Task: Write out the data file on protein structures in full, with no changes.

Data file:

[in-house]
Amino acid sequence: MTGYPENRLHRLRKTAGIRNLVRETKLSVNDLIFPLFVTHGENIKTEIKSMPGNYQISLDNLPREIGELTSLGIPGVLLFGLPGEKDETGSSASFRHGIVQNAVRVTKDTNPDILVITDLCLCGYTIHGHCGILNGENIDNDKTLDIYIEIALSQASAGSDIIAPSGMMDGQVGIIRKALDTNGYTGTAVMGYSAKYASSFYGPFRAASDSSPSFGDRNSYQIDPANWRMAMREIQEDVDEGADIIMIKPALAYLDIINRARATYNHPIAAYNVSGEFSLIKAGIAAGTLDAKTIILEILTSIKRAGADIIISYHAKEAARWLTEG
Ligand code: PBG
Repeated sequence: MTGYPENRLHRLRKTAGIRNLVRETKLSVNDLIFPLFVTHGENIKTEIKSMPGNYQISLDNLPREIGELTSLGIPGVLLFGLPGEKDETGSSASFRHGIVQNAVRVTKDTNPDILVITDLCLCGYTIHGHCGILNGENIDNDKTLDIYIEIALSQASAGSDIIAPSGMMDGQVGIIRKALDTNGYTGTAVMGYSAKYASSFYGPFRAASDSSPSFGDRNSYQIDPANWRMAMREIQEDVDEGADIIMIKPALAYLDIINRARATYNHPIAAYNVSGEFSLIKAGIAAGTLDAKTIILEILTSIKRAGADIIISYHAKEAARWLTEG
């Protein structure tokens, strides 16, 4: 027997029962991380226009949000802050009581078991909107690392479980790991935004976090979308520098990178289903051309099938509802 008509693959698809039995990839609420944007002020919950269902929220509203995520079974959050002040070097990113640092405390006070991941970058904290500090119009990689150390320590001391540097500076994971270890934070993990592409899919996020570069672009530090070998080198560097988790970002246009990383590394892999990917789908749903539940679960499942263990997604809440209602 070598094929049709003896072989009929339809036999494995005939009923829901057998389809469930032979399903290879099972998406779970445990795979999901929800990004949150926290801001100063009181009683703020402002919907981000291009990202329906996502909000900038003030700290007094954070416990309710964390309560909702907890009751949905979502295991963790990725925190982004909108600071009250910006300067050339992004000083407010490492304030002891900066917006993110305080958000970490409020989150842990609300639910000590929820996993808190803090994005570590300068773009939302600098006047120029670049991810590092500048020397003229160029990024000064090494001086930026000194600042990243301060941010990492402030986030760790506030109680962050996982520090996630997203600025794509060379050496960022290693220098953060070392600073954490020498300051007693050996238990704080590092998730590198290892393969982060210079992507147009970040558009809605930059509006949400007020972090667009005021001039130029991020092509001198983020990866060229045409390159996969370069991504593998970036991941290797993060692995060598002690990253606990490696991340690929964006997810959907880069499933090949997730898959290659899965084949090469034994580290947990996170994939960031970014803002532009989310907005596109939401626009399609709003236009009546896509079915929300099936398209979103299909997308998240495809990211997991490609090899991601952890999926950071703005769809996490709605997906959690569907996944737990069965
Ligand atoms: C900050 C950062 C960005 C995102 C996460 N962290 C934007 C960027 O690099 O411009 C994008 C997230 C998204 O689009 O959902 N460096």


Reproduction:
[in-house]
Amino acid sequence: MTGYPENRLHRLRKTAGIRNLVRETKLSVNDLIFPLFVTHGENIKTEIKSMPGNYQISLDNLPREIGELTSLGIPGVLLFGLPGEKDETGSSASFRHGIVQNAVRVTKDTNPDILVITDLCLCGYTIHGHCGILNGENIDNDKTLDIYIEIALSQASAGSDIIAPSGMMDGQVGIIRKALDTNGYTGTAVMGYSAKYASSFYGPFRAASDSSPSFGDRNSYQIDPANWRMAMREIQEDVDEGADIIMIKPALAYLDIINRARATYNHPIAAYNVSGEFSLIKAGIAAGTLDAKTIILEILTSIKRAGADIIISYHAKEAARWLTEG
Ligand code: PBG
Repeated sequence: MTGYPENRLHRLRKTAGIRNLVRETKLSVNDLIFPLFVTHGENIKTEIKSMPGNYQISLDNLPREIGELTSLGIPGVLLFGLPGEKDETGSSASFRHGIVQNAVRVTKDTNPDILVITDLCLCGYTIHGHCGILNGENIDNDKTLDIYIEIALSQASAGSDIIAPSGMMDGQVGIIRKALDTNGYTGTAVMGYSAKYASSFYGPFRAASDSSPSFGDRNSYQIDPANWRMAMREIQEDVDEGADIIMIKPALAYLDIINRARATYNHPIAAYNVSGEFSLIKAGIAAGTLDAKTIILEILTSIKRAGADIIISYHAKEAARWLTEG
């Protein structure tokens, strides 16, 4: 027997029962991380226009949000802050009581078991909107690392479980790991935004976090979308520098990178289903051309099938509802 008509693959698809039995990839609420944007002020919950269902929220509203995520079974959050002040070097990113640092405390006070991941970058904290500090119009990689150390320590001391540097500076994971270890934070993990592409899919996020570069672009530090070998080198560097988790970002246009990383590394892999990917789908749903539940679960499942263990997604809440209602 070598094929049709003896072989009929339809036999494995005939009923829901057998389809469930032979399903290879099972998406779970445990795979999901929800990004949150926290801001100063009181009683703020402002919907981000291009990202329906996502909000900038003030700290007094954070416990309710964390309560909702907890009751949905979502295991963790990725925190982004909108600071009250910006300067050339992004000083407010490492304030002891900066917006993110305080958000970490409020989150842990609300639910000590929820996993808190803090994005570590300068773009939302600098006047120029670049991810590092500048020397003229160029990024000064090494001086930026000194600042990243301060941010990492402030986030760790506030109680962050996982520090996630997203600025794509060379050496960022290693220098953060070392600073954490020498300051007693050996238990704080590092998730590198290892393969982060210079992507147009970040558009809605930059509006949400007020972090667009005021001039130029991020092509001198983020990866060229045409390159996969370069991504593998970036991941290797993060692995060598002690990253606990490696991340690929964006997810959907880069499933090949997730898959290659899965084949090469034994580290947990996170994939960031970014803002532009989310907005596109939401626009399609709003236009009546896509079915929300099936398209979103299909997308998240495809990211997991490609090899991601952890999926950071703005769809996490709605997906959690569907996944737990069965
Ligand atoms: C900050 C950062 C960005 C995102 C996460 N962290 C934007 C960027 O690099 O411009 C994008 C997230 C998204 O689009 O959902 N460096």